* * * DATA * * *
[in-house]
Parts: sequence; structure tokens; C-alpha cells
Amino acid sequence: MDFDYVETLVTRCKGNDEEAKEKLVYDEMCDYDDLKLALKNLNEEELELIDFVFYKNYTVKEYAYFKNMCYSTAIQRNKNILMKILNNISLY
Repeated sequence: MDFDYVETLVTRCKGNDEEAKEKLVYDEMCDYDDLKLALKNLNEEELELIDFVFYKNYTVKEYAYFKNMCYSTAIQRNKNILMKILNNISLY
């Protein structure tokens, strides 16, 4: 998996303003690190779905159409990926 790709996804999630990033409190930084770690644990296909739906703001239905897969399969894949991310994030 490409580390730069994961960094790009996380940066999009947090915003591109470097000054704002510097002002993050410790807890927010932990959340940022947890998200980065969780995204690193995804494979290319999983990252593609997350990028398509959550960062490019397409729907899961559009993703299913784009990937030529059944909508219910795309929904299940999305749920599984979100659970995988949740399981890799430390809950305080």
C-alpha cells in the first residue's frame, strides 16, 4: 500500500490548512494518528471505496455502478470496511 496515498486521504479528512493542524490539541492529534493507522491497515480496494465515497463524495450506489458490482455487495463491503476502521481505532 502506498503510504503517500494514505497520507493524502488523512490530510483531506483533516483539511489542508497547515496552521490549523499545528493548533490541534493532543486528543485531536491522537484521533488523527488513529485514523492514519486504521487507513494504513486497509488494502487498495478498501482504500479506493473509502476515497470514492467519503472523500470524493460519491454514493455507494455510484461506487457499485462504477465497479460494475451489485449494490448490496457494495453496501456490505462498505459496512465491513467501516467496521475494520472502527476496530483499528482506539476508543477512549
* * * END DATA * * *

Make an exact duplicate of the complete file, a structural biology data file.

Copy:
[in-house]
Parts: sequence; structure tokens; C-alpha cells
Amino acid sequence: MDFDYVETLVTRCKGNDEEAKEKLVYDEMCDYDDLKLALKNLNEEELELIDFVFYKNYTVKEYAYFKNMCYSTAIQRNKNILMKILNNISLY
Repeated sequence: MDFDYVETLVTRCKGNDEEAKEKLVYDEMCDYDDLKLALKNLNEEELELIDFVFYKNYTVKEYAYFKNMCYSTAIQRNKNILMKILNNISLY
């Protein structure tokens, strides 16, 4: 998996303003690190779905159409990926 790709996804999630990033409190930084770690644990296909739906703001239905897969399969894949991310994030 490409580390730069994961960094790009996380940066999009947090915003591109470097000054704002510097002002993050410790807890927010932990959340940022947890998200980065969780995204690193995804494979290319999983990252593609997350990028398509959550960062490019397409729907899961559009993703299913784009990937030529059944909508219910795309929904299940999305749920599984979100659970995988949740399981890799430390809950305080």
C-alpha cells in the first residue's frame, strides 16, 4: 500500500490548512494518528471505496455502478470496511 496515498486521504479528512493542524490539541492529534493507522491497515480496494465515497463524495450506489458490482455487495463491503476502521481505532 502506498503510504503517500494514505497520507493524502488523512490530510483531506483533516483539511489542508497547515496552521490549523499545528493548533490541534493532543486528543485531536491522537484521533488523527488513529485514523492514519486504521487507513494504513486497509488494502487498495478498501482504500479506493473509502476515497470514492467519503472523500470524493460519491454514493455507494455510484461506487457499485462504477465497479460494475451489485449494490448490496457494495453496501456490505462498505459496512465491513467501516467496521475494520472502527476496530483499528482506539476508543477512549